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  • Portable Welder
    replied
    Fjk, I will go along with teaching the kids how to wire up a machine under the supervision of a licensed electrician.

    Cruizer, I was referring to having a licensed electrician hook up the power, when working in a school they would typically require a licence Master Electrician to pull a permit to run wiring and plugs, the said electrician would also need the specs on the machines, I would agree that a weld tech like yourself would be the best person to take it from there since many electricians dont have a clue when you start talking Auto Link and delete the red wire if your using it on single phase or are they going to know that there is a jumper for running the welder on 208/ 230/460.

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  • cruizer
    replied
    Originally posted by Portable Welder View Post
    Bad idea FJK, I'm going to go out on a limb and say you should have a licences electrician.

    Hooking the welder up to the wrong voltage or running power to the machine ground could kill the machine.

    If your the machine shop teacher that doesnt really know how to weld, I would suggest calling a welding shop owner and see if him or one of his top men would come in and give you some pointers to get you and the kids pointed in the right direction.

    I've owned my welding shop now for 27 and still love working most everyday, If it wasn't for a good high school shop teacher I dont know where I would be today.
    I would not ever have a electrician repairing welders, Id have a welder tech, there are enough of us around. WE know the machines inside and out.

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  • fjk
    replied
    Originally posted by Portable Welder View Post
    Bad idea FJK, I'm going to go out on a limb and say you should have a licences electrician.

    Hooking the welder up to the wrong voltage or running power to the machine ground could kill the machine.
    I got the impression that the problem was with the welding cables, not the power ones ...

    If it's power, you're absolutely right ... but even so, having the kids do the work (removing old/broken/... cables, installing new ones, cleaning, whatever) under the watchful eyes of a licensed electrician or whatever is appropriate is not a problem. And have the L/E do the hookup to the mains, if that's the way the machines work. The kids learn how to fix stuff (a vanishing skill/mindset!), and that one should know one's limits with regard to, and be respectful of, electricity ... but not be scared sh..less of it.

    Frank

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  • Portable Welder
    replied
    Bad idea FJK, I'm going to go out on a limb and say you should have a licences electrician.

    Hooking the welder up to the wrong voltage or running power to the machine ground could kill the machine.

    If your the machine shop teacher that doesnt really know how to weld, I would suggest calling a welding shop owner and see if him or one of his top men would come in and give you some pointers to get you and the kids pointed in the right direction.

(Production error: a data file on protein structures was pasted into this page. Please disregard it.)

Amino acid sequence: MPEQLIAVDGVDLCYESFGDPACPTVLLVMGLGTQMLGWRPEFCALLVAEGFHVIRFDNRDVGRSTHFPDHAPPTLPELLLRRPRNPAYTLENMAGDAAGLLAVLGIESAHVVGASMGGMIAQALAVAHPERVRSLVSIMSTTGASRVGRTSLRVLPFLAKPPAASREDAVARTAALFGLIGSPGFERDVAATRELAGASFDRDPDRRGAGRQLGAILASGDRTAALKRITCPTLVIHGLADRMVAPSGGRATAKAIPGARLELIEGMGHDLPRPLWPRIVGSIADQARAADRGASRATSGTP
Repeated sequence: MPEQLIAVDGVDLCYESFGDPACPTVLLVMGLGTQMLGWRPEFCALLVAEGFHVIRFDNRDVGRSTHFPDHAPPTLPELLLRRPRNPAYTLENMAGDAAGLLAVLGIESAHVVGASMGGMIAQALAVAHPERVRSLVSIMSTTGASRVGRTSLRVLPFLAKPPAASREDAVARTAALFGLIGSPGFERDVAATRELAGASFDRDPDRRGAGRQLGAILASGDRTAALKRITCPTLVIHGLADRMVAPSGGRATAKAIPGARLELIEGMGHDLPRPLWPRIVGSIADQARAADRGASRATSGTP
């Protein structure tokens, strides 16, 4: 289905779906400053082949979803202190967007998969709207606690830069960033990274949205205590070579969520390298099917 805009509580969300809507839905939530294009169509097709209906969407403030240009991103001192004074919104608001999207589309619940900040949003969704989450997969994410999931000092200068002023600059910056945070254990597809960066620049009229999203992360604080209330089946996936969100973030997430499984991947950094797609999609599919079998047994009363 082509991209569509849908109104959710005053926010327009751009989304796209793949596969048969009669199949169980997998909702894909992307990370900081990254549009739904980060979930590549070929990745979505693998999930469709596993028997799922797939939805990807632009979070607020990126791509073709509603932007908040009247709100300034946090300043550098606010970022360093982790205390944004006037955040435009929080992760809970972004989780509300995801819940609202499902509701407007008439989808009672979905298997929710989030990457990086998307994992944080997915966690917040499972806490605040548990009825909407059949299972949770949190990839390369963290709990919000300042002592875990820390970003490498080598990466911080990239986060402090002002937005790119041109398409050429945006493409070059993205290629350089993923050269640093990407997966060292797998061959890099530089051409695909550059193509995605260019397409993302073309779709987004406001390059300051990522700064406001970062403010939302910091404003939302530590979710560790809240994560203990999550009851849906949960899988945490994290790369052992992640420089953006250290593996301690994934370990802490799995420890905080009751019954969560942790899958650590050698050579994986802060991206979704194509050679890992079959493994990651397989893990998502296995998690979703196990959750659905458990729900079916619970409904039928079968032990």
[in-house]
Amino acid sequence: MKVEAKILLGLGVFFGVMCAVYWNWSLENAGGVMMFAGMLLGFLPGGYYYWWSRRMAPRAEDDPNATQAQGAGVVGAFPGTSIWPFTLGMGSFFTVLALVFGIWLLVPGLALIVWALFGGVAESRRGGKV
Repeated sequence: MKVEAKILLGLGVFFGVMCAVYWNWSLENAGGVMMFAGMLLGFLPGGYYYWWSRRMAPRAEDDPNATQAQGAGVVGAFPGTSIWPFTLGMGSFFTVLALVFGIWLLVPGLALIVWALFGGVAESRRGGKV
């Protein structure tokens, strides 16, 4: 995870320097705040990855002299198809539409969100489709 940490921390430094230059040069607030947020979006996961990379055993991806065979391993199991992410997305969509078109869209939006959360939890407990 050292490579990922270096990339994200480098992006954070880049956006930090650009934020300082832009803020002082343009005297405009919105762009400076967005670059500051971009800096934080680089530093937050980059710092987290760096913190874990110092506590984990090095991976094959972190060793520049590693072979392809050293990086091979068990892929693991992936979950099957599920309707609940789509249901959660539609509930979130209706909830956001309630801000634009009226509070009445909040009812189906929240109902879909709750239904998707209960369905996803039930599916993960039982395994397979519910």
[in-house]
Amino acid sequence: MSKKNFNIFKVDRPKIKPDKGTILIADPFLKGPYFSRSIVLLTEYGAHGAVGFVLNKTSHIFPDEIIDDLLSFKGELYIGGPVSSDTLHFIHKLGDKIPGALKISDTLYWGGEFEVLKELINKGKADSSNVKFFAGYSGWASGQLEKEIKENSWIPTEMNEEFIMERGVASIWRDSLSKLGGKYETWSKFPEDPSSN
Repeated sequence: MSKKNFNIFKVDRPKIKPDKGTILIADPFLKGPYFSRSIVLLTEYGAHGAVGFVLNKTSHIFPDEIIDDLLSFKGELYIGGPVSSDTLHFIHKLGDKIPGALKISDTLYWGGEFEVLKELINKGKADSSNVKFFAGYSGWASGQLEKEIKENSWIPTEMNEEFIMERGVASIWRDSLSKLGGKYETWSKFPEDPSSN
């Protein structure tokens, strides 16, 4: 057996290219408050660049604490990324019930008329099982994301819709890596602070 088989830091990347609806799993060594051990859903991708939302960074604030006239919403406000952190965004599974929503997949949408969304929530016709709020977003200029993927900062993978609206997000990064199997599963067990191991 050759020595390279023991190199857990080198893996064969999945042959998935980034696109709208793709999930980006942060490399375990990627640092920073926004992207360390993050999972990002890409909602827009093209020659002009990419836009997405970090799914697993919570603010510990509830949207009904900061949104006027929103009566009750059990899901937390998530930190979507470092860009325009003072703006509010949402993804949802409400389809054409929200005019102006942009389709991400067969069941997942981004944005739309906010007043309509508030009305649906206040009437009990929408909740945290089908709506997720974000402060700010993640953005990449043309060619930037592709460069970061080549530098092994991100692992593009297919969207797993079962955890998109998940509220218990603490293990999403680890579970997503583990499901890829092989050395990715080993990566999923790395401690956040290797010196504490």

I've owned my welding shop now for 27 and still love working most everyday, If it wasn't for a good high school shop teacher I dont know where I would be today.

    Leave a comment:


  • fjk
    replied
    Better yet ... have the kids learn how to fix the machines :-)

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  • Portable Welder
    replied
    I Agree with Cruizer, They probably work fine and only need a chord, you will get peanuts for them used and new ones are very expensive, Put them to work and teach the kids how to weld, If you dont know how to tig try inviting a local shop owner to help out.

    Good Luck.

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  • M J Mauer
    replied
    Welcome to the forum.

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  • cruizer
    replied
    All will have serial numbers either on a black data plate or etched into the front top. As for repair, Its a low stress school, so the all probably work fine

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  • BulldogFFA
    started a topic New Shop Teacher Help

    New Shop Teacher Help

    I took over for a shop this year. IN a corner of my shop there are 4 mills, 4 metal lathes, and 6 Miller EconoTwin welders. The short version of the story I got was that the older school in the district shut down their metal/mechanics class and equipment that was there, was moved out to my school 11 year ago when it was built. The mechanic teacher retired and the Agriculture Department took it over. 7 years later I was hired and found all of these machine plus other stuff stacked in a corner.The Question. I can't find a serial number on the welders, but I am sure they were new in the 90's. Right now these Welders are sitting in a corner, missing there cables and may not work. Is it worth my time and school funds to get these machines back to working order? If not, are they worth anything not working? Should I try to sell them and get money coming back into the shop?
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